Information Processing and Cognitive Development Information processing is a perspective (approach) to the study of cognition and cognitive development in which the mind is likened to a computer. However, rather than focusing on mere input and output, psychologists who adhere to this approach place specific emphasis on the processes of cognitive development. Cognitive perspectives examine development in terms of mental processing. The two major views within this subject are cognitive developmental theory and information processing theory. Theorists claim that our cognitive processes are like that of a computer.
They have used this as a model to break down the process of the human thinking processes and cognitive performance. When you receive some stimuli through your senses, your brain puts this information into the sensory store. Then the information is placed into short term memory. If the information is not encoded from short term memory to long term memory, the information is lost. However, once in long term memory the information is ready for retrieval (Cook). It is important to understand some of the key assumptions of this approach, including the emphasis on, the role of the knowledge base in cognitive development; the conceptualization of thinking as involving distinct processes executed over time, and the ways in which change in the system can occur (Miller).
It is a fact that as children get older they are able to process more information and process it faster than younger children. Processing capacity is the amount of information a person can remember or think about ay one time. Researchers measure it by representing a series of information very quickly and counting how many items a person can remember in exact order this changes in processing capacity help explain age differences on many kinds of cognitive tasks (learned tasks). As children mature an their capacity grows, they gain the ability to consider several sources of information at the same time, and their cognitive processing becomes more flexible and powerful (Cook). When the brain recognizes familiar tasks it processes the information and applies the correct rules to the procedure in order to reduce the demand on the working memory and allow for higher order processing of information. Automaticity is the ability to effortlessly complete everyday tasks with low interference of other simultaneous activities and without conscious thought.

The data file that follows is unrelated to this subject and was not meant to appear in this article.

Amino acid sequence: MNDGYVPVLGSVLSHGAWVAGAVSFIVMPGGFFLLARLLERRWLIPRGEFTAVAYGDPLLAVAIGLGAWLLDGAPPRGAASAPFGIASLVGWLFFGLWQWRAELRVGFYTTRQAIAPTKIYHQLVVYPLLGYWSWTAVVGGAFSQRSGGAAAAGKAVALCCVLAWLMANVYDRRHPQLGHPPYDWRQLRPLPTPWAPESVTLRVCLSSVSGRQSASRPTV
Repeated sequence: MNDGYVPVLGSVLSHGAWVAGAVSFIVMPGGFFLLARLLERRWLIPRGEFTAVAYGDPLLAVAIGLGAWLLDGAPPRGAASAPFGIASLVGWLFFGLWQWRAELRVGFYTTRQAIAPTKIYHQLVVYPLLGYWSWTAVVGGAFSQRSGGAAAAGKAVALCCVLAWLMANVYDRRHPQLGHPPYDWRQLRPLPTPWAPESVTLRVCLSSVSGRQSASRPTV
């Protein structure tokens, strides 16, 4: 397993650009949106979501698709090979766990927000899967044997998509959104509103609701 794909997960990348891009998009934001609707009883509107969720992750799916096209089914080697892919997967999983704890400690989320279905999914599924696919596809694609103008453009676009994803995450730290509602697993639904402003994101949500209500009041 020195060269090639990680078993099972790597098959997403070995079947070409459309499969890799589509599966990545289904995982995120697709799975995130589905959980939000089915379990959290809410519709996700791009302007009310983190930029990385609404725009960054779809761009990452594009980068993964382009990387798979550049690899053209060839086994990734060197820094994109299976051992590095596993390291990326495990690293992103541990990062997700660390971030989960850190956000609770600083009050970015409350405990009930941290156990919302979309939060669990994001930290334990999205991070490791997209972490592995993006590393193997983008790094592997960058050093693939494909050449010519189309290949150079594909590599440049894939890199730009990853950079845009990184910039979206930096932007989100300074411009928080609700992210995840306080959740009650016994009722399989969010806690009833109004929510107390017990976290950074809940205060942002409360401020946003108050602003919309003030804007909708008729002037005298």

The development of automaticity involves a shift in brain usage and a reduction in brain activity. As skills are repeated, the brain recognizes the information and can process it more quickly and with less effort (Cook). Attention becomes more sustained and selective with age; children become better at focusing on just those aspects of a situation that are relevant to their goals. Older children are also better at adapting attention to task requirements. Gains in cognitive inhibition, believed to be due to development of the frontal lobes of the cerebral cortex, are particularly marked in middle childhood. They lead to expansion of processing capacity and underlie children's greater selectivity of attention (Cook).
A major strength of the information-processing approach is its precision in breaking down cognition into separate elements so each can be studied thoroughly. As a result, information processing has uncovered a variety of explicit mechanisms of cognitive change and has contributed greatly to the design of teaching techniques that advance children's thinking (Huitt). Much of the cognitive development consists of developing strategies for reaching the maximum potential of our mental limited capacity. We have to develop new strategies for learning, remembering, and processing information more efficiently so we can increase the capacity to assimilate new information and new problems.
Work Cited Huitt, W. (2003). The information Processing Approach to Cognition. Educational Psychology Interactive. Valdosta, GA: Valdosta State University. web Miller, G.
A. (1956). The Magical Number Seven, Plus or Minus Two: Some Limits on Our Capacity for Processing Information. Psychological Review, 63, 81- 97. web.